What are you grateful for today? November is a time to reflect more closely on the year (as December just gets crazy) and be thankful for what we have. Yes, these are things we should be doing every day but November is a great time to get started if you haven’t been practicing gratitude regularly.
Gratitude is appreciating what you have and noticing the good (even small things!) in your life – with or without a cancer diagnosis. Gratitude can help ground you and get in touch with what you are feeling at that moment. That old cliché “stop and smell the roses or the fall leaves or the snow” can have some real physical and mental benefits for your well-being.
People tend to be happier, have more positive emotions and greater self-esteem when practicing gratitude. Physically, it can reduce depression symptoms, enhance your sleep, and increase your exercise which leads to other health benefits.
While it can be difficult to be thankful for anything when you or someone you care about is dealing with cancer, receiving care from a compassion and dedicated healthcare team is definitely something to be grateful for. Gratitude can actually increase your resilience, help you find the joy along the way, and even ease the fear of recurrence.
There are many ways to practice gratitude so don’t think about it being another daunting task on your to do list, it can be as simple or complex as you like – make it work for you! As you start to think about what you are grateful for you can instantly feel a change in your attitude and the more you do it the more you will experience the benefits. It’s not difficult and below are some simple ways to get you started today.
- Think: At some point in the day take a moment and identify 1-3 things you are grateful for, or try a guided meditation to help focus on the present. (I love my job, but I also love my family and need to put them first.)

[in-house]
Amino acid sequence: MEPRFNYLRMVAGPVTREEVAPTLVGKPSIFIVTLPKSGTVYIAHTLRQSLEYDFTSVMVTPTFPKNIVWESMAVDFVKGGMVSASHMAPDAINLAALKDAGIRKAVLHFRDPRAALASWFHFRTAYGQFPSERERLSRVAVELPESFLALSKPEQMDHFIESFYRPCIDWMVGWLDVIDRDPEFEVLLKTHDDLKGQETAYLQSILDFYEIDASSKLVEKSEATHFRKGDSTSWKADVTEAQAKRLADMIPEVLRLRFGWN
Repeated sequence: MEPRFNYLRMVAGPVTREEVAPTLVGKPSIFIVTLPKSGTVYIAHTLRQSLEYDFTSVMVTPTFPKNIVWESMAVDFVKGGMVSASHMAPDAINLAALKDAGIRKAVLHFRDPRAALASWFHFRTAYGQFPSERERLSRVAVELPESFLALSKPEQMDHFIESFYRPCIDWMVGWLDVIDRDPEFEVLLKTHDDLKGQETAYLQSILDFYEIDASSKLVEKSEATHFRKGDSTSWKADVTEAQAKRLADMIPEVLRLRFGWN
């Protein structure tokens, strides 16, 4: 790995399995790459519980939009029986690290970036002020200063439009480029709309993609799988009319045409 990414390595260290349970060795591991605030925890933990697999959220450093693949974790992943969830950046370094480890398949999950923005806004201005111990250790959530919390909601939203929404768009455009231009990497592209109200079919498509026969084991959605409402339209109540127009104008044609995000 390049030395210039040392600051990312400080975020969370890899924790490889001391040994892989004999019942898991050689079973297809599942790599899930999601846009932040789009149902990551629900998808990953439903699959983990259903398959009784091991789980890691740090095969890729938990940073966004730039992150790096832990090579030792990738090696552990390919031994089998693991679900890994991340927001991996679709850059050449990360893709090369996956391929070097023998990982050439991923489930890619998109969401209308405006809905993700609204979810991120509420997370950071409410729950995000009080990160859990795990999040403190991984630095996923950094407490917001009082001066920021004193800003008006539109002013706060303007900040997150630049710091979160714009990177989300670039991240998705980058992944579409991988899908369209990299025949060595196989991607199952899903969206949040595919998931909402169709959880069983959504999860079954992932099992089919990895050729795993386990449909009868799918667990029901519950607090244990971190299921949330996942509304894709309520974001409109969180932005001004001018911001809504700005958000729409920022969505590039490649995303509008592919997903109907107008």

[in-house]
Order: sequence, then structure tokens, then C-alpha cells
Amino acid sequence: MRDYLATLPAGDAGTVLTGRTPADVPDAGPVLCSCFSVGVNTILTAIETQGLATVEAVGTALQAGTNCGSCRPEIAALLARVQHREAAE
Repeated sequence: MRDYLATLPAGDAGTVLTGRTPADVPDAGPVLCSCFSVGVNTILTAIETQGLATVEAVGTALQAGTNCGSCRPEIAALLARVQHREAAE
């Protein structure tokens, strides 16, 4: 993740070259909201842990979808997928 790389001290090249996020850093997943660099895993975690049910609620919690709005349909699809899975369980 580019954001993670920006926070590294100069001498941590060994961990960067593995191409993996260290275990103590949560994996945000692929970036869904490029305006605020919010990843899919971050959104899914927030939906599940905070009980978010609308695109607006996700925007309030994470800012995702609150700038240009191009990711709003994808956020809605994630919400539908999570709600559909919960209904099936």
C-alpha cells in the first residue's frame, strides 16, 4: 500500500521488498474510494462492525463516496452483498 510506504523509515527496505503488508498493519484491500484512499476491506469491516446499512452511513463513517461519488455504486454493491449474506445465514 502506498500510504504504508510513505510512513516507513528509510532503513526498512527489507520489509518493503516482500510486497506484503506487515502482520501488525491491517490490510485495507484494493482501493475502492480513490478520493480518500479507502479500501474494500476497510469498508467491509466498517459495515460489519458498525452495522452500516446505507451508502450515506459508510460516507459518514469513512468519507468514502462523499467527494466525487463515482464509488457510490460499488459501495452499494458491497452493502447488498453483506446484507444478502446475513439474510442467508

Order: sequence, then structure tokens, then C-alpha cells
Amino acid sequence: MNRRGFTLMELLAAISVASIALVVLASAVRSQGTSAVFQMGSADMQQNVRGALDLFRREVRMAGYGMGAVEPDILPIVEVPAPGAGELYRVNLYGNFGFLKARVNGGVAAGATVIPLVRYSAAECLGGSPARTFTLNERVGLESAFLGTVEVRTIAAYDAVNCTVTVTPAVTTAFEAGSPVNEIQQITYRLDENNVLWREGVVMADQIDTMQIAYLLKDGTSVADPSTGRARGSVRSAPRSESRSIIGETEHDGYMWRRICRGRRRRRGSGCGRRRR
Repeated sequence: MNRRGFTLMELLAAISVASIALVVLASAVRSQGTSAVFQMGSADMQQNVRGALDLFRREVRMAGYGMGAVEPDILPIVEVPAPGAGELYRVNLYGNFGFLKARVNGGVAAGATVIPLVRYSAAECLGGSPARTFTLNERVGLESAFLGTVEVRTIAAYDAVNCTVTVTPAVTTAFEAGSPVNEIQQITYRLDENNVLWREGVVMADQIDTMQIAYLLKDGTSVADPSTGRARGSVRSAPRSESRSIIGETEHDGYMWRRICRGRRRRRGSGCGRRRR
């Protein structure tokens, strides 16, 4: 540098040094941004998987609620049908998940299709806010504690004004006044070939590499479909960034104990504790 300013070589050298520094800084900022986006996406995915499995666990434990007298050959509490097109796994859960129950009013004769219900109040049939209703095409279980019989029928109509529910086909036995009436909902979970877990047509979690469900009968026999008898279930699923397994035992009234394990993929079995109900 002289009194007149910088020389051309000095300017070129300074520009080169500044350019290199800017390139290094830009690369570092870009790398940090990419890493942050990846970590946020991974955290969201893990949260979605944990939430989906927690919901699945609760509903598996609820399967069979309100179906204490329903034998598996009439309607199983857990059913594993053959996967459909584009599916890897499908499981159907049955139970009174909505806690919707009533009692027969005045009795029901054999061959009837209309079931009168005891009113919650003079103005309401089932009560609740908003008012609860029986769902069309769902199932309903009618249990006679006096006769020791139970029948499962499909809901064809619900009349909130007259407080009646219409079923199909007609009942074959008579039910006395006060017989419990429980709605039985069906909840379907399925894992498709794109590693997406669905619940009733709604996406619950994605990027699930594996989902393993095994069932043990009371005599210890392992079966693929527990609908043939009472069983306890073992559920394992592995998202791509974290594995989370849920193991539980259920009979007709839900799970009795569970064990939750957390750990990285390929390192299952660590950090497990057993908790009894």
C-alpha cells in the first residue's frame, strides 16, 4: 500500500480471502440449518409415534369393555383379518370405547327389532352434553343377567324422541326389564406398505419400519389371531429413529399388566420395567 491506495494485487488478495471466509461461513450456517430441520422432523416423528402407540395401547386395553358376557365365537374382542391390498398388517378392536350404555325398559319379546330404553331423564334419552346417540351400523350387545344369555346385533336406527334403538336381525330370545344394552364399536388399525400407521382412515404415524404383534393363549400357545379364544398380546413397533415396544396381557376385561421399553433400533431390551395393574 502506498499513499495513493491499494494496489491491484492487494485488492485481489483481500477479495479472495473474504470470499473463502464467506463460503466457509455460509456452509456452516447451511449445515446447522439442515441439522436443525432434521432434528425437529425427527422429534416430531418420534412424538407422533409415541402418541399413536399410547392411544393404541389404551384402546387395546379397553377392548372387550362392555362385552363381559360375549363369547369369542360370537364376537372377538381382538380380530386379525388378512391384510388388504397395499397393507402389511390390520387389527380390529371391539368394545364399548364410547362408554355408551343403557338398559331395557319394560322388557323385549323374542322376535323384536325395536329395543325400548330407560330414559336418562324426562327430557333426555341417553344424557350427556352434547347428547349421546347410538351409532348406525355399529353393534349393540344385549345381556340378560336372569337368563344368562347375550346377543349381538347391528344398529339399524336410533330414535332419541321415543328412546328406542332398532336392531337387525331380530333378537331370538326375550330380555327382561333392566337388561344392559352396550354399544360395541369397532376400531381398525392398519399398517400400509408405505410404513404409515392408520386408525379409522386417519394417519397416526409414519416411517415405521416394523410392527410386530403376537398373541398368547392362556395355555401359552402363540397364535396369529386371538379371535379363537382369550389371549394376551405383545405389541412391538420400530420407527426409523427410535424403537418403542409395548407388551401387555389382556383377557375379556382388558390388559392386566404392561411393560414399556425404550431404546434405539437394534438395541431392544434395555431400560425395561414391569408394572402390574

- Write: Start a journal and be specific (I’m thankful my loved one could take time from work to go with me to my appointment) or put slips of paper in a jar throughout the day, download a calendar and jot them down. Send a note to someone telling them why you are grateful for them.
- Visual: Take photos of things you are grateful for or cut pictures out of a magazine. (The flowers/balloons in the infusion room brought a smile to everyone’s face.)
However you decide to practice gratitude, make it yours and practice it regularly so it becomes second nature to you and then reap the emotional, social, health, and personal benefits. As you begin treatment, finish treatment, head to an appointment, support a friend or loved one remember to find something to be grateful for despite the challenging feelings you may have at that moment and hopefully that will brighten your day (or at least that moment) a little.We are grateful for all those who believe in the Bag It bag and provide it to patients, friends, loved ones, or themselves and hope that you feel supported and empowered.
Here are some additional resources to help you get started today!Ted Talks Practice Gratitude Gratefulness